Norwegian has two standards, Bokmål and Nynorsk, the choice between which is subject to controversy: Each Norwegian municipality can declare one of the two its official language, or it can remain "language neutral". Nynorsk is endorsed by a minority of 27 percent of the municipalities. The main language used in primary schools normally follows the official language of its municipality and is decided by referendum within the local school district. Standard German emerged from the standardized chancellery use of High German in the 16th and 17th centuries. Until about 1800, it was almost entirely a written language, but now it is so widely spoken that most of the former German dialects are nearly extinct.

Standard Chinese has official status as the standard spoken form of the Chinese language in the People's Republic of China (PRC), the Republic of China (ROC) and the Republic of Singapore. Pronunciation of Standard Chinese is based on the local accent of Mandarin Chinese from Luanping, Chengde in Hebei Province near Beijing, while grammar and syntax are based on modern vernacular written Chinese. Modern Standard Arabic is directly based on Classical Arabic, the language of the Qur'an. The Hindustani language has two standards, Hindi and Urdu.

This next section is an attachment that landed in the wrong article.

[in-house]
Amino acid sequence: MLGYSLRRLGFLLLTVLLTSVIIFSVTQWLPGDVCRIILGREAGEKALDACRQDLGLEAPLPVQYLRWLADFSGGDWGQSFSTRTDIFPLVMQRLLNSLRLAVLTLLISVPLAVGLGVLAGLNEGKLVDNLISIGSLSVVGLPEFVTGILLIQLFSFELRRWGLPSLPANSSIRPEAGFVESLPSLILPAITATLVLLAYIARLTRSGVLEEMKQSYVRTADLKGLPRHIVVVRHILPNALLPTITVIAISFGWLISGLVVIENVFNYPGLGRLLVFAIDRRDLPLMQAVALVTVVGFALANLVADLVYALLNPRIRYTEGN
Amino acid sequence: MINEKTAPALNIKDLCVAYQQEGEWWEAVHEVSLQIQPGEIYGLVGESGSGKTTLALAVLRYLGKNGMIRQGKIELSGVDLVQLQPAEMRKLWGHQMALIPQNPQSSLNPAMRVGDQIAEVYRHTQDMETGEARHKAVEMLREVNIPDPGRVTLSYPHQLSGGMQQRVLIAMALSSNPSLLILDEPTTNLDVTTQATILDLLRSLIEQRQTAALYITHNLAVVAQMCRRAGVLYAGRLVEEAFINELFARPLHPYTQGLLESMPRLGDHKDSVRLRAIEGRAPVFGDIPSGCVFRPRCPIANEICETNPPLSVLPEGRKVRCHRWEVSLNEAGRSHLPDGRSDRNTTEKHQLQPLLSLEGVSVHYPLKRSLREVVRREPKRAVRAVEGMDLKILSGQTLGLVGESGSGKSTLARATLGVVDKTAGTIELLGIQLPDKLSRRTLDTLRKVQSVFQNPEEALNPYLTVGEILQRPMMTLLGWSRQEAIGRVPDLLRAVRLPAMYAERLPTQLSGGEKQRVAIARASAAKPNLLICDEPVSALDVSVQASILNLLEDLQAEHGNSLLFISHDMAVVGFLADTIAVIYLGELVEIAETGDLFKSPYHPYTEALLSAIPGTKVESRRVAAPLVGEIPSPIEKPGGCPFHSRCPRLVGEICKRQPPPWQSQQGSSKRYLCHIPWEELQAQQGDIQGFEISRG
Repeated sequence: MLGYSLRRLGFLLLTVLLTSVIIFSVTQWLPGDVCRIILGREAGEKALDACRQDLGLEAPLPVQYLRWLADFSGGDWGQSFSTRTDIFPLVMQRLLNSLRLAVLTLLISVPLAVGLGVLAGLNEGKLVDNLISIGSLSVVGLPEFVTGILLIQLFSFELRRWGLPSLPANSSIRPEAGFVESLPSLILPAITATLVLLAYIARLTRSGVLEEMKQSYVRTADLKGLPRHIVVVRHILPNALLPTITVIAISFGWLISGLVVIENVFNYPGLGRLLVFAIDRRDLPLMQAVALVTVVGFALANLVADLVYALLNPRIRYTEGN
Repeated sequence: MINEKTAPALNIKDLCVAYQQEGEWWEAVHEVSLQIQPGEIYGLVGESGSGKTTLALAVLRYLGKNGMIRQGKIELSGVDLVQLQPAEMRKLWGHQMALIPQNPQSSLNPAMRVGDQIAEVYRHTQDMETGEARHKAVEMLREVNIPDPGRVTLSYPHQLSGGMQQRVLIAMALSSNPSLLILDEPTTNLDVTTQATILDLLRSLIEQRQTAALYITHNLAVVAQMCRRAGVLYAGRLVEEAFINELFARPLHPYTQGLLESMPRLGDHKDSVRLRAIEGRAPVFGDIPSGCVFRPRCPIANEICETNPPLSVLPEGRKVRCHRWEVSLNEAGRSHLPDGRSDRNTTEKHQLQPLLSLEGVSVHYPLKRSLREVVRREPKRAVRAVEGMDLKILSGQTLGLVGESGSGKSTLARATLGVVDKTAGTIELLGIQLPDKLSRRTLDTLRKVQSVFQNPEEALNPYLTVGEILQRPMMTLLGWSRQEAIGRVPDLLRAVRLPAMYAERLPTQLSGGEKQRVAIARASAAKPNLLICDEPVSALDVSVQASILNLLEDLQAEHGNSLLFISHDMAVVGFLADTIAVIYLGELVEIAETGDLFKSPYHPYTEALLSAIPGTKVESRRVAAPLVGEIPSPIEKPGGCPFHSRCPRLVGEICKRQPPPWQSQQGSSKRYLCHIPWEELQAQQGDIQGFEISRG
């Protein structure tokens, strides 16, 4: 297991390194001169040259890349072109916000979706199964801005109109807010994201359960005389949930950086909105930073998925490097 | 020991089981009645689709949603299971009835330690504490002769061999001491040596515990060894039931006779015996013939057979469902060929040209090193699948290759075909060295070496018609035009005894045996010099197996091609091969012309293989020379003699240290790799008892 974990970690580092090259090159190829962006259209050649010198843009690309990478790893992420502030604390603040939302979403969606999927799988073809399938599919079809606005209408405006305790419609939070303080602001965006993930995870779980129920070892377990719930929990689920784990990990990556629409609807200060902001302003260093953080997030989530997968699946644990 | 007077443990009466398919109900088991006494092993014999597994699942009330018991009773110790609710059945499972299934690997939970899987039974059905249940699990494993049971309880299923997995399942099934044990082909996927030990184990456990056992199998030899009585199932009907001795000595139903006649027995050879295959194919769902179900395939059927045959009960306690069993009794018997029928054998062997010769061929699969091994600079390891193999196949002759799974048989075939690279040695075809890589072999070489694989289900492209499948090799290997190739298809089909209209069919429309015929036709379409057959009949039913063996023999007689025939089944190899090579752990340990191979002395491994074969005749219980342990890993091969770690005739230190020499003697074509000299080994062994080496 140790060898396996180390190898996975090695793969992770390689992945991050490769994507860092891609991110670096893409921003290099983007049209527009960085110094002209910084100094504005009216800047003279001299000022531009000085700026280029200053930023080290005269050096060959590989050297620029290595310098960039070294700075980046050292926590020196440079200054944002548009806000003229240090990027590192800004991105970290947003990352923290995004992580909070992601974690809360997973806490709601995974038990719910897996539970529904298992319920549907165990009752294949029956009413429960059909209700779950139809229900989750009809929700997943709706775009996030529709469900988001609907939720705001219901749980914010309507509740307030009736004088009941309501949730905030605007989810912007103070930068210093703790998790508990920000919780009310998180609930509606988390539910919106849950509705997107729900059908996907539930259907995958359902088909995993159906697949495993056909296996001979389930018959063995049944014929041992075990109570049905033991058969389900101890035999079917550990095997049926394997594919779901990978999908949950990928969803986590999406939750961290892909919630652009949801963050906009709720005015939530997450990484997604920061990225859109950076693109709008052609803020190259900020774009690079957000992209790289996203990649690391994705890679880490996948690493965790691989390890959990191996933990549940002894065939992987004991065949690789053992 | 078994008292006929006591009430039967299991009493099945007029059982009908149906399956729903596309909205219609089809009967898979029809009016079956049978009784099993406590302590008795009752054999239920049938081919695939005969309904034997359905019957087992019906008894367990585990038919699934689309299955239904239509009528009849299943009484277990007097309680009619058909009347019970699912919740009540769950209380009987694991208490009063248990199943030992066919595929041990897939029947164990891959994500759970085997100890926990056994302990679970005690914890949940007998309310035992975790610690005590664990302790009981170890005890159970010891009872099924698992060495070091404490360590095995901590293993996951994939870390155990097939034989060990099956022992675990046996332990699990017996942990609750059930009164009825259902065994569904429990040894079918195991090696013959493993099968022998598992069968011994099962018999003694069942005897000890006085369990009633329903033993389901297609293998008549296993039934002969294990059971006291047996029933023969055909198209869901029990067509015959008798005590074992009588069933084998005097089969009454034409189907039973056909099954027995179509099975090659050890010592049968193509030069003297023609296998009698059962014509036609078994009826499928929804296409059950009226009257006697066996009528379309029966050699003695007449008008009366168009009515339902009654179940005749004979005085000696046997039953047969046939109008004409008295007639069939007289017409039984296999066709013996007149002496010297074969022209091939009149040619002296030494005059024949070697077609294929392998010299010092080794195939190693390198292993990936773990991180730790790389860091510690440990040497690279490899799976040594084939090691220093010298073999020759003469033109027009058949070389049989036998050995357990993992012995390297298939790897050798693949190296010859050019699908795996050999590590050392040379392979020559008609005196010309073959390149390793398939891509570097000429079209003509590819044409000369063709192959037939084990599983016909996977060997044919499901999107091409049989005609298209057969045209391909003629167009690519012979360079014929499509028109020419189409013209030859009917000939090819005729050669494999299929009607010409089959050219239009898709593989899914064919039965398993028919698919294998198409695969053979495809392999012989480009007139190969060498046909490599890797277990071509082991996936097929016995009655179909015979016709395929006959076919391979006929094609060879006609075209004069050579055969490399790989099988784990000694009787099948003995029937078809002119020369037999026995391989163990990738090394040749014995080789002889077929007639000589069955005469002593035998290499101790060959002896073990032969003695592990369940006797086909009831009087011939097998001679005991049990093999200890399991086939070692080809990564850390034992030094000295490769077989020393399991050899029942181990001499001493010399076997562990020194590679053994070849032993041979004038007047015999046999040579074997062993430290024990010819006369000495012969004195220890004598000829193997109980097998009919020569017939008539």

In the United States, the Society for the Promotion of Good Grammar designated 4 March as National Grammar Day in 2008.[14]

See also

Notes

  1. ^ Traditionally, the mental information used to produce and process linguistic utterances is referred to as "rules". However, other frameworks employ different terminology, with theoretical implications. Optimality theory, for example, talks in terms of "constraints", while construction grammar, cognitive grammar, and other "usage-based" theories make reference to patterns, constructions, and "schemata"
  2. ^ O'Grady, William; Dobrovolsky, Michael; Katamba, Francis (1996). Contemporary Linguistics: An Introduction. Harlow, Essex: Longman. pp. 4–7, 464–539. ISBN 978-0-582-24691-1.